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The Ethics of Artificial Intelligence with Amy Winecoff

Topics: AI & Machine Learning Governance Security

The CDS is thrilled to host Amy Winecoff, Ph.D., a data scientist at Princeton University, for a discussion on the ethics of artificial intelligence.

Amy’s research focuses on human-algorithm interactions, taking into consideration how humans both shape and react to algorithms. She conducts research on how psychological, social, and institutional forces shape how entrepreneurs develop algorithmic systems as well as how algorithmic systems adapt to idiosyncratic, user-level behavior and broader social influences over time. She uses a combination of qualitative and quantitative empirical methods as well as simulation.

Some of her recent research inquiries include:

  • How artificial intelligence startups adapt to external pressures such as those from investors and regulators.
  • How professionals working at blockchain organizations conceptualize the ideological motivations for decentralization.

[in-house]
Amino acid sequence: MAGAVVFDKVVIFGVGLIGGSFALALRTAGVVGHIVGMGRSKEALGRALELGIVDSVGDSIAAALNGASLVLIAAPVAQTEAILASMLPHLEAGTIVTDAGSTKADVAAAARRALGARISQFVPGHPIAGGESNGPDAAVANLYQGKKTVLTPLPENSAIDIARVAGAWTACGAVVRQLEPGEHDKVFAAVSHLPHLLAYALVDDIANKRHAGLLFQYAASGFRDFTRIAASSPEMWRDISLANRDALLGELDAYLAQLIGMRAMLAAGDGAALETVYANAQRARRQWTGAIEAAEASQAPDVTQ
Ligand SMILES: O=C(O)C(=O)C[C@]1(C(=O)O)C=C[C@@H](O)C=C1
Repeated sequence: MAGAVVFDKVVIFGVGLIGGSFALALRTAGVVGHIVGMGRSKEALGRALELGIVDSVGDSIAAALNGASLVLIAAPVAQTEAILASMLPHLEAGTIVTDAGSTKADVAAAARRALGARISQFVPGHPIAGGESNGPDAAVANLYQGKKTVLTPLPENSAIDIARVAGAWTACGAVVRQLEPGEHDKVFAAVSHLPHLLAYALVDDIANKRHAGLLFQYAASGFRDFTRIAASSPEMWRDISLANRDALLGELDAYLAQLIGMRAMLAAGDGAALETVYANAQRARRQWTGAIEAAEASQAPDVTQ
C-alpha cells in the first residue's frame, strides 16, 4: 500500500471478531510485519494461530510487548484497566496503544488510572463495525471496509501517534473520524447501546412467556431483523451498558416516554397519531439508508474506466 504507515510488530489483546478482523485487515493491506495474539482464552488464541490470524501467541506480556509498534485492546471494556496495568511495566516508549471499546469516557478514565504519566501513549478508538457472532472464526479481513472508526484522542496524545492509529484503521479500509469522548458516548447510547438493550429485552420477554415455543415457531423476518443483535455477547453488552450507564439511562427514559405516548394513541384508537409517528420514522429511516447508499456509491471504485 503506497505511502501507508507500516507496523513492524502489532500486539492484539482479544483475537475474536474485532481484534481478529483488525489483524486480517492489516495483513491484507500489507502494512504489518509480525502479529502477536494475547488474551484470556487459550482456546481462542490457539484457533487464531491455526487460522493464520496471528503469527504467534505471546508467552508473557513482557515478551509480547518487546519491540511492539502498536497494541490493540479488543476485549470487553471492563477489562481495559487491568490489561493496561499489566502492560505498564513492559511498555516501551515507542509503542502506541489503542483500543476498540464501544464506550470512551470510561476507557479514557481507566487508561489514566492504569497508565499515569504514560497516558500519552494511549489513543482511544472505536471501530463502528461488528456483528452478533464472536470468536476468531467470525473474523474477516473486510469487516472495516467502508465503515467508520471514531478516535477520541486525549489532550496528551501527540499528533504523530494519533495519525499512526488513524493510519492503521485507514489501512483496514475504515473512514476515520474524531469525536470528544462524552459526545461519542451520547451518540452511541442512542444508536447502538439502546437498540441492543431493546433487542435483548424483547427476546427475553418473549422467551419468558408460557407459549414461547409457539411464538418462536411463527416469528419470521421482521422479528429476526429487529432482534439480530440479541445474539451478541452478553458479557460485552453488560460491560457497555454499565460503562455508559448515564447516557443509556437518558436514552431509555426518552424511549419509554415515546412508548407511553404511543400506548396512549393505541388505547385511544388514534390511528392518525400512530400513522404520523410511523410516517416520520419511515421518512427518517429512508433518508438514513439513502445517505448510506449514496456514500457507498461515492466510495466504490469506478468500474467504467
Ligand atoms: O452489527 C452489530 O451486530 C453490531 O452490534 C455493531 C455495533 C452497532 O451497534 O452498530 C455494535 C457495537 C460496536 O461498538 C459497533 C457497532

• The latent structure of political discourse on Reddit and how this discourse changes under different reaction mechanisms (e.g., up-vote, down-vote).


Amy Winecoff (Ph.D., Psychology & Neuroscience, Duke University) is a research fellow at Princeton University’s Center for Information Technology Policy (CITP) and Center for Statistics and Machine Learning (CSML). Using a combination of qualitative, quantitative, and simulation techniques, she studies how technology communities develop algorithmic systems such as artificial intelligence (AI) and blockchain platforms and how these systems impact society. She also serves on the advisory board of the eLab startup accelerator program hosted by Princeton’s Keller Center for Innovation in Engineering Education. Prior to joining Princeton, Winecoff worked as an Assistant Professor of Psychology at Bard College and as a data scientist for e-commerce technology companies, where she developed large-scale machine learning systems for providing product recommendations. She has published numerous academic articles and book chapters on psychology, neuroscience, machine learning, and human-computer interaction.

The Ethics of Artificial Intelligence with Amy Winecoff

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